One of the very first online journals, GeoLogic, Terra NOVA, was published by Paul Browning and started in 1989. It was not a discrete journal but an electronic section of TerraNova. The journal ceased to be open access in 1997 due to a change in the policy of the editors (EUG) and publishing house (Blackwell).
In 1997, the U.S. National Library of Medicine (NLM) made Medline, the most comprehensive index to medical literature on the planet, freely available in the form of PubMed. Usage of this database increased a tenfold when it became free, strongly suggesting that prior limits on usage were impacted by lack of access. While indexes are not the main focus of the open access movement, Medline is important in that it opened up a whole new form of use of scientific literature – by the public, not just professionals. The Journal of Medical Internet Research (JMIR),[not in citation given] one of the first open access journals in medicine, was created in 1998, publishing its first issue in 1999.
In 1998, the American Scientist Open Access Forum was launched (and first called the "September98 Forum"). One of the more unusual models is utilized by the Journal of Surgical Radiology, which uses the net profits from external revenue to provide compensation to the editors for their continuing efforts.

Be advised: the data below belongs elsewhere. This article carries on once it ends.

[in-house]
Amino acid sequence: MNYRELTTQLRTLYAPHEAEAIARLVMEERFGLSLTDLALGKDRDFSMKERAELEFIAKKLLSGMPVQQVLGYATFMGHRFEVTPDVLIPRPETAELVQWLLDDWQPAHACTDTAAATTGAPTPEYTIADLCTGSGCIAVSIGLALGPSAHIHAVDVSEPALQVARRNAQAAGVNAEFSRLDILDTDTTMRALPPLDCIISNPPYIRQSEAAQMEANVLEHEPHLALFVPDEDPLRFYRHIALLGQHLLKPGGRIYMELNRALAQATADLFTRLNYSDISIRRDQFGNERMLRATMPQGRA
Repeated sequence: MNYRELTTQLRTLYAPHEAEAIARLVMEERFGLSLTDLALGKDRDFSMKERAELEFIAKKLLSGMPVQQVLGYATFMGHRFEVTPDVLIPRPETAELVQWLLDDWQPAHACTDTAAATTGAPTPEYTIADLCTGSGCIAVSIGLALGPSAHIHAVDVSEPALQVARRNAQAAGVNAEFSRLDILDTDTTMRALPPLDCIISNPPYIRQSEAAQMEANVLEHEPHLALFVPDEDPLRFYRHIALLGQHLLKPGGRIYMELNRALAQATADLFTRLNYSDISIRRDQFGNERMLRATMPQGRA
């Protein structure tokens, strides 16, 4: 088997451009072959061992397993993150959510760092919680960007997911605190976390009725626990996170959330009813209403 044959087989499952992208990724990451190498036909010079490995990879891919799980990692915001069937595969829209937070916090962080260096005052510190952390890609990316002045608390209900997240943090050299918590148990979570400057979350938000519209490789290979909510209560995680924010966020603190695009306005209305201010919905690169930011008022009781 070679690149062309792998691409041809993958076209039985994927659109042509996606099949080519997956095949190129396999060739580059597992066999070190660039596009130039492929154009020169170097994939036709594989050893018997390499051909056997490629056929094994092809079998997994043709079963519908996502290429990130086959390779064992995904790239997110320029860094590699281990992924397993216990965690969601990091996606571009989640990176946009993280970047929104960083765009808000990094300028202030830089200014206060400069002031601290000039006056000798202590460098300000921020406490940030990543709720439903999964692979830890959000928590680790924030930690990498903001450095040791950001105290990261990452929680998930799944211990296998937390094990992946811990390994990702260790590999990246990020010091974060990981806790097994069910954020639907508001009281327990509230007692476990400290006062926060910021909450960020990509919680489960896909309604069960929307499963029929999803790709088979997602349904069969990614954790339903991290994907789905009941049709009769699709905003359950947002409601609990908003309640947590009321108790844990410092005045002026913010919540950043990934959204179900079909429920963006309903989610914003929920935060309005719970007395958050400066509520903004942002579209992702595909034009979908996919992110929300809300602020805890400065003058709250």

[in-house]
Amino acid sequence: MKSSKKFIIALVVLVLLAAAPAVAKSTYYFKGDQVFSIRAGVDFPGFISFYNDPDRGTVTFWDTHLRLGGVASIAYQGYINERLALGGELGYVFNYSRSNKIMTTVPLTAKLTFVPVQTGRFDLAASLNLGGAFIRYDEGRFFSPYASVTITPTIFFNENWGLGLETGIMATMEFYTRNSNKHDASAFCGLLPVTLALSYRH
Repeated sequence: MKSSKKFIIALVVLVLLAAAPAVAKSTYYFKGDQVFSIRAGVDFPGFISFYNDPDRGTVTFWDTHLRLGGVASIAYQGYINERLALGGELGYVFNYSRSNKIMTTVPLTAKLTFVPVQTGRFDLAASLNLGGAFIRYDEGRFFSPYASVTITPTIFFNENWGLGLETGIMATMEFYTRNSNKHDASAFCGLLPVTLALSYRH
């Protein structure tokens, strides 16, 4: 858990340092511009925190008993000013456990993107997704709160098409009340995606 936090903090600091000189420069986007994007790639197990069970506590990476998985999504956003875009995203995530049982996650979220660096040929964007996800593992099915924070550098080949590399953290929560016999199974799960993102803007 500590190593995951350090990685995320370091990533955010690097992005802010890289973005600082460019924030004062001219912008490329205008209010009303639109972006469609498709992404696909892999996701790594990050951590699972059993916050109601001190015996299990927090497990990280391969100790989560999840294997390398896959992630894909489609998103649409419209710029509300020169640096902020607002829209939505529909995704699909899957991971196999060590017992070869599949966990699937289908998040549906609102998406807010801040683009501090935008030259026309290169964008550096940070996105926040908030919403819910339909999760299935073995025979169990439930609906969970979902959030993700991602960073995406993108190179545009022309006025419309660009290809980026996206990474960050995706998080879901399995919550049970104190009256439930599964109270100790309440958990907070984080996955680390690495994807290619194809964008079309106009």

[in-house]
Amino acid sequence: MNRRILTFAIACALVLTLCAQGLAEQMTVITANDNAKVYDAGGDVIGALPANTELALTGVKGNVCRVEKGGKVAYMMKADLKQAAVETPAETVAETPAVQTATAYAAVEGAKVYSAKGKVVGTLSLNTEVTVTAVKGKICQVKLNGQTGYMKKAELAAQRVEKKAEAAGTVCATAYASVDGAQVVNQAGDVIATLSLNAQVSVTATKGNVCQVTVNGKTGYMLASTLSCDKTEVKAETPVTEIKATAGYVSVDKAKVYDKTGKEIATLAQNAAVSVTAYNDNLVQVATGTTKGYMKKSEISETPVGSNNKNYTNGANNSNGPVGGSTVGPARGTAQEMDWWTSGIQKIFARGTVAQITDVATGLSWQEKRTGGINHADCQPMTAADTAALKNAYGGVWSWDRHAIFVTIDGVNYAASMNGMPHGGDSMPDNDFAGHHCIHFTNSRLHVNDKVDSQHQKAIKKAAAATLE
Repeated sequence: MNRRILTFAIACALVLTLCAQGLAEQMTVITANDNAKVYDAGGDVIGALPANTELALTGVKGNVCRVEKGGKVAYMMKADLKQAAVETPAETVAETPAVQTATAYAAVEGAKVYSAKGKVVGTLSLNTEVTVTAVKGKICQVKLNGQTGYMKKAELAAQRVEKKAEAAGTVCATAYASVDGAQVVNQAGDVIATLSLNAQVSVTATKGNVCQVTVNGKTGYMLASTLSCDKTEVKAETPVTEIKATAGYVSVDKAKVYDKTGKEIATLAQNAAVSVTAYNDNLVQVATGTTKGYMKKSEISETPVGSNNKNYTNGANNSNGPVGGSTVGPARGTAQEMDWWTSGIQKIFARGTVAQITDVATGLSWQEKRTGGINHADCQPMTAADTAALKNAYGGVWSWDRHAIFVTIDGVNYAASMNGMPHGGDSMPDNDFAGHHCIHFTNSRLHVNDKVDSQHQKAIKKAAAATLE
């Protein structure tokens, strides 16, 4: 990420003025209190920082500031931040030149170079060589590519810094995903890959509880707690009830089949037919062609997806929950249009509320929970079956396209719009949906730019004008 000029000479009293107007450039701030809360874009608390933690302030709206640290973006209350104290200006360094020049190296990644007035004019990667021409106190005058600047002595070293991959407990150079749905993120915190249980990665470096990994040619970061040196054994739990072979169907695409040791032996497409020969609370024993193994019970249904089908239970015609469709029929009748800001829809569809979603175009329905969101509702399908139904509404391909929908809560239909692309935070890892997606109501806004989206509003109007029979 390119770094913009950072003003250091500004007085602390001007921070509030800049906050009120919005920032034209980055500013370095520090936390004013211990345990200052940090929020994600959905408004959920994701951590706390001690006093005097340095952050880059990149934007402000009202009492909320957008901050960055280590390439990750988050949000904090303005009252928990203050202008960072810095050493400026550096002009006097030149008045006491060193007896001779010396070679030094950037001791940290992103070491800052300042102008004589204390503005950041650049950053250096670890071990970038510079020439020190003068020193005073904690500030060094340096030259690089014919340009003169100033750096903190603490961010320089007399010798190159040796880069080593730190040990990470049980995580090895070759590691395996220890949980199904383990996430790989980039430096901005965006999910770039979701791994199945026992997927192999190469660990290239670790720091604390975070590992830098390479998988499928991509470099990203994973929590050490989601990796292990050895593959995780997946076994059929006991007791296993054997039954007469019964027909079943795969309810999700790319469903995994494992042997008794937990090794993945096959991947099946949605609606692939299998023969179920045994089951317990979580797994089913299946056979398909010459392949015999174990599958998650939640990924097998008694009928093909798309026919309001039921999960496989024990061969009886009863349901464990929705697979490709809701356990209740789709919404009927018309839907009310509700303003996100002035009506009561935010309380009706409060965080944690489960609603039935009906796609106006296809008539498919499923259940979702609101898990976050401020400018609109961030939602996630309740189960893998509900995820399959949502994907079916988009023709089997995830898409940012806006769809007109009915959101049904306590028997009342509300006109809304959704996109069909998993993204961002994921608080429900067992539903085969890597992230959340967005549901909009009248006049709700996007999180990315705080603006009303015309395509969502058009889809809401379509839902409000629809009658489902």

In the biological and geological sciences, paleontology came into the forefront in 1998 with Palaeontologia electronica, Their first issue received 100,000 hits from an estimated 3,000 readers, comparable to the subscription numbers of their peer print journals. One challenge to digital-only biological journals was the lack of protection afforded by the International Code of Zoological Nomenclature to scientific names published in formats other than paper, but this was overcome by revisions to the Code in 1999 (effective January 1, 2000).
One of the first humanities journals published in open access is CLCWeb: Comparative Literature and Culture founded at the University of Alberta in 1998 with its first issue published in March 1999 and since 2000 published by Purdue University Press.
In 1999, Harold Varmus of the NIH proposed a journal called E-biomed, intended as an open access electronic publishing platform combining a preprint server with peer-reviewed articles. E-biomed later saw light in a revised form as PubMed Central, a postprint archive.
The number of open access journals increased by an estimated 500% during the 2000-2009 decade. Also, the average number of articles that were published per open access journal per year increased from approximately 20 to 40 during the same period, resulting in that the number of open access articles increased by 900% during that decade.